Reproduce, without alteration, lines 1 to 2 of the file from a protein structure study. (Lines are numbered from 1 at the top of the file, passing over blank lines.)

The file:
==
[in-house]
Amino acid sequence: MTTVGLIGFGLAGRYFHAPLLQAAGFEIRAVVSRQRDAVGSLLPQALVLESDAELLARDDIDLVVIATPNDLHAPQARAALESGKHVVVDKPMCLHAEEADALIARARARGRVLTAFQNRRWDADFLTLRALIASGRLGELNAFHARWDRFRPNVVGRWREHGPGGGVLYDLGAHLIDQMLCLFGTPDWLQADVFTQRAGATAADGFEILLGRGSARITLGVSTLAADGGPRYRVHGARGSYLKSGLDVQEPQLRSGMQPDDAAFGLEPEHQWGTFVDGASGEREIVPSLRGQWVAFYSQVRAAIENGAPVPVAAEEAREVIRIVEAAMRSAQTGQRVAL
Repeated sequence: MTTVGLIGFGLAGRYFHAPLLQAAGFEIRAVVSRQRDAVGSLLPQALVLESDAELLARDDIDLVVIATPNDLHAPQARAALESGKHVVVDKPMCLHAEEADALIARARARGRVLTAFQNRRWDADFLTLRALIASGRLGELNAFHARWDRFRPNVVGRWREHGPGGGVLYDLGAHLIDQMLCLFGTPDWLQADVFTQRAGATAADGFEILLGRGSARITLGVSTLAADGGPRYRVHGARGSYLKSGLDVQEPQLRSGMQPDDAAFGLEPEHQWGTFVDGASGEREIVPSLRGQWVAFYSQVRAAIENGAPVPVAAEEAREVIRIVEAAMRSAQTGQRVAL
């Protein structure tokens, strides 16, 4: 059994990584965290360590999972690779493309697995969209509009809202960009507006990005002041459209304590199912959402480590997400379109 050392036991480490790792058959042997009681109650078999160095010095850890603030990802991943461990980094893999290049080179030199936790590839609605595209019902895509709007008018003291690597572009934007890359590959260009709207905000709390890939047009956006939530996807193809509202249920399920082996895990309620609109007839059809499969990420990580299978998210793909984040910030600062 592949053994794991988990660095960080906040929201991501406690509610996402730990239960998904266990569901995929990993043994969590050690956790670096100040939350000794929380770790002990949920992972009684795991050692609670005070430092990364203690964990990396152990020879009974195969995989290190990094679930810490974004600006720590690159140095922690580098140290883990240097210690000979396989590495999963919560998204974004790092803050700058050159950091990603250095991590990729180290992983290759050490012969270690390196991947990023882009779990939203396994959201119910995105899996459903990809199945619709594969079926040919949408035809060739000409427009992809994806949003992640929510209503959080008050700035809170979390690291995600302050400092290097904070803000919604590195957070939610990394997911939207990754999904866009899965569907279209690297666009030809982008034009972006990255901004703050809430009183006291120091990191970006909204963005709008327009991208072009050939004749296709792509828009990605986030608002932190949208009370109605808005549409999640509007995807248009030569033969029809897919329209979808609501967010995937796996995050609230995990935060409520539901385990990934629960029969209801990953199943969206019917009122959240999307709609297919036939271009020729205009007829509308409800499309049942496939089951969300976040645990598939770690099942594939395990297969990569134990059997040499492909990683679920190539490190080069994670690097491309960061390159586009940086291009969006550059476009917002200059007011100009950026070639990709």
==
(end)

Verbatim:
[in-house]
Amino acid sequence: MTTVGLIGFGLAGRYFHAPLLQAAGFEIRAVVSRQRDAVGSLLPQALVLESDAELLARDDIDLVVIATPNDLHAPQARAALESGKHVVVDKPMCLHAEEADALIARARARGRVLTAFQNRRWDADFLTLRALIASGRLGELNAFHARWDRFRPNVVGRWREHGPGGGVLYDLGAHLIDQMLCLFGTPDWLQADVFTQRAGATAADGFEILLGRGSARITLGVSTLAADGGPRYRVHGARGSYLKSGLDVQEPQLRSGMQPDDAAFGLEPEHQWGTFVDGASGEREIVPSLRGQWVAFYSQVRAAIENGAPVPVAAEEAREVIRIVEAAMRSAQTGQRVAL